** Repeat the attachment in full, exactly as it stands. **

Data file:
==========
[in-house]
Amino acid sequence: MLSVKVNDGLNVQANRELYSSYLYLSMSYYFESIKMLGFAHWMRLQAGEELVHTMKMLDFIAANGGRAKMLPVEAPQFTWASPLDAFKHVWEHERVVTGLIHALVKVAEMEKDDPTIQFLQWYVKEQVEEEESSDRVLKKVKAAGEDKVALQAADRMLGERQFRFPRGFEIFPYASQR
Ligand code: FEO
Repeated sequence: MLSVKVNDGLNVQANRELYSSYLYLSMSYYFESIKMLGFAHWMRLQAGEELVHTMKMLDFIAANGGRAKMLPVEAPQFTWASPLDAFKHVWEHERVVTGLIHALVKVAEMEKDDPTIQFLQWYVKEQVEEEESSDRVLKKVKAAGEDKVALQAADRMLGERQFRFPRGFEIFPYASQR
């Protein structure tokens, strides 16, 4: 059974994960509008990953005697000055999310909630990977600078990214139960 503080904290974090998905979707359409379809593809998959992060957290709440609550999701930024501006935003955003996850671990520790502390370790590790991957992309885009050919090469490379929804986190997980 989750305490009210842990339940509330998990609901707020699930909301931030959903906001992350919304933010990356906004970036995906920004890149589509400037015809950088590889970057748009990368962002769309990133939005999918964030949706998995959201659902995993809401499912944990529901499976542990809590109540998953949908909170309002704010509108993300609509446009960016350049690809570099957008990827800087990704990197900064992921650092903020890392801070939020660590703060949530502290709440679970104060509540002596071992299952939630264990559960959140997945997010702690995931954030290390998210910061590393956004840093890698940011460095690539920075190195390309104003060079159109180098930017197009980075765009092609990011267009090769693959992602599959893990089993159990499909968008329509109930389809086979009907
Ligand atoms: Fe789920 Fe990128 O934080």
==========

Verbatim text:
[in-house]
Amino acid sequence: MLSVKVNDGLNVQANRELYSSYLYLSMSYYFESIKMLGFAHWMRLQAGEELVHTMKMLDFIAANGGRAKMLPVEAPQFTWASPLDAFKHVWEHERVVTGLIHALVKVAEMEKDDPTIQFLQWYVKEQVEEEESSDRVLKKVKAAGEDKVALQAADRMLGERQFRFPRGFEIFPYASQR
Ligand code: FEO
Repeated sequence: MLSVKVNDGLNVQANRELYSSYLYLSMSYYFESIKMLGFAHWMRLQAGEELVHTMKMLDFIAANGGRAKMLPVEAPQFTWASPLDAFKHVWEHERVVTGLIHALVKVAEMEKDDPTIQFLQWYVKEQVEEEESSDRVLKKVKAAGEDKVALQAADRMLGERQFRFPRGFEIFPYASQR
């Protein structure tokens, strides 16, 4: 059974994960509008990953005697000055999310909630990977600078990214139960 503080904290974090998905979707359409379809593809998959992060957290709440609550999701930024501006935003955003996850671990520790502390370790590790991957992309885009050919090469490379929804986190997980 989750305490009210842990339940509330998990609901707020699930909301931030959903906001992350919304933010990356906004970036995906920004890149589509400037015809950088590889970057748009990368962002769309990133939005999918964030949706998995959201659902995993809401499912944990529901499976542990809590109540998953949908909170309002704010509108993300609509446009960016350049690809570099957008990827800087990704990197900064992921650092903020890392801070939020660590703060949530502290709440679970104060509540002596071992299952939630264990559960959140997945997010702690995931954030290390998210910061590393956004840093890698940011460095690539920075190195390309104003060079159109180098930017197009980075765009092609990011267009090769693959992602599959893990089993159990499909968008329509109930389809086979009907
Ligand atoms: Fe789920 Fe990128 O934080």